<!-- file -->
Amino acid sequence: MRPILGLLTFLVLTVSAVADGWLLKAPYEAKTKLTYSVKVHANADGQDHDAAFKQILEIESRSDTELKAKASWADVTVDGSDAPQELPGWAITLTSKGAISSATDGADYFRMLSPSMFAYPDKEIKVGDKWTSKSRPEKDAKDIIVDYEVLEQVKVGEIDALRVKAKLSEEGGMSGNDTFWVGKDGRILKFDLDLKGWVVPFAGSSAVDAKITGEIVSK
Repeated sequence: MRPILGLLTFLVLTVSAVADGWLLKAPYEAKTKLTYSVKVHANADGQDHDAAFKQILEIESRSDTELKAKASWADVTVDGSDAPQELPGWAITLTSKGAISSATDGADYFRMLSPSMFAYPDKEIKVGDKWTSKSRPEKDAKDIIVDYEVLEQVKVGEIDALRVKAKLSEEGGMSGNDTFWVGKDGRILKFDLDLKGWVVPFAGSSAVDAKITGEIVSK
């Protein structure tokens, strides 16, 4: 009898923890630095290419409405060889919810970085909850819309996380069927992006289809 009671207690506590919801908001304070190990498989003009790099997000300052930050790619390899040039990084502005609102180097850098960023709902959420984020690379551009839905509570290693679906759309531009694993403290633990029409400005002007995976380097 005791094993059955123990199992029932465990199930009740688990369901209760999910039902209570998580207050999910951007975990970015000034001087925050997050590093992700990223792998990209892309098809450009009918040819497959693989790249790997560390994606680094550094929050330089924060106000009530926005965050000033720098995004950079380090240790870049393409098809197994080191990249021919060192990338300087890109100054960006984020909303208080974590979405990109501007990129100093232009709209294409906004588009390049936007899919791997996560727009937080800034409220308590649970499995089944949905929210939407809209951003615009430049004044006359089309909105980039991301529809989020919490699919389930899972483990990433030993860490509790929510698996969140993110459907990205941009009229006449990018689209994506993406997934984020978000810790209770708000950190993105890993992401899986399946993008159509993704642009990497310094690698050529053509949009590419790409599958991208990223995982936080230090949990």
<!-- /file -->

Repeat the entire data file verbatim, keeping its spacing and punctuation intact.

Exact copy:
Amino acid sequence: MRPILGLLTFLVLTVSAVADGWLLKAPYEAKTKLTYSVKVHANADGQDHDAAFKQILEIESRSDTELKAKASWADVTVDGSDAPQELPGWAITLTSKGAISSATDGADYFRMLSPSMFAYPDKEIKVGDKWTSKSRPEKDAKDIIVDYEVLEQVKVGEIDALRVKAKLSEEGGMSGNDTFWVGKDGRILKFDLDLKGWVVPFAGSSAVDAKITGEIVSK
Repeated sequence: MRPILGLLTFLVLTVSAVADGWLLKAPYEAKTKLTYSVKVHANADGQDHDAAFKQILEIESRSDTELKAKASWADVTVDGSDAPQELPGWAITLTSKGAISSATDGADYFRMLSPSMFAYPDKEIKVGDKWTSKSRPEKDAKDIIVDYEVLEQVKVGEIDALRVKAKLSEEGGMSGNDTFWVGKDGRILKFDLDLKGWVVPFAGSSAVDAKITGEIVSK
């Protein structure tokens, strides 16, 4: 009898923890630095290419409405060889919810970085909850819309996380069927992006289809 009671207690506590919801908001304070190990498989003009790099997000300052930050790619390899040039990084502005609102180097850098960023709902959420984020690379551009839905509570290693679906759309531009694993403290633990029409400005002007995976380097 005791094993059955123990199992029932465990199930009740688990369901209760999910039902209570998580207050999910951007975990970015000034001087925050997050590093992700990223792998990209892309098809450009009918040819497959693989790249790997560390994606680094550094929050330089924060106000009530926005965050000033720098995004950079380090240790870049393409098809197994080191990249021919060192990338300087890109100054960006984020909303208080974590979405990109501007990129100093232009709209294409906004588009390049936007899919791997996560727009937080800034409220308590649970499995089944949905929210939407809209951003615009430049004044006359089309909105980039991301529809989020919490699919389930899972483990990433030993860490509790929510698996969140993110459907990205941009009229006449990018689209994506993406997934984020978000810790209770708000950190993105890993992401899986399946993008159509993704642009990497310094690698050529053509949009590419790409599958991208990223995982936080230090949990």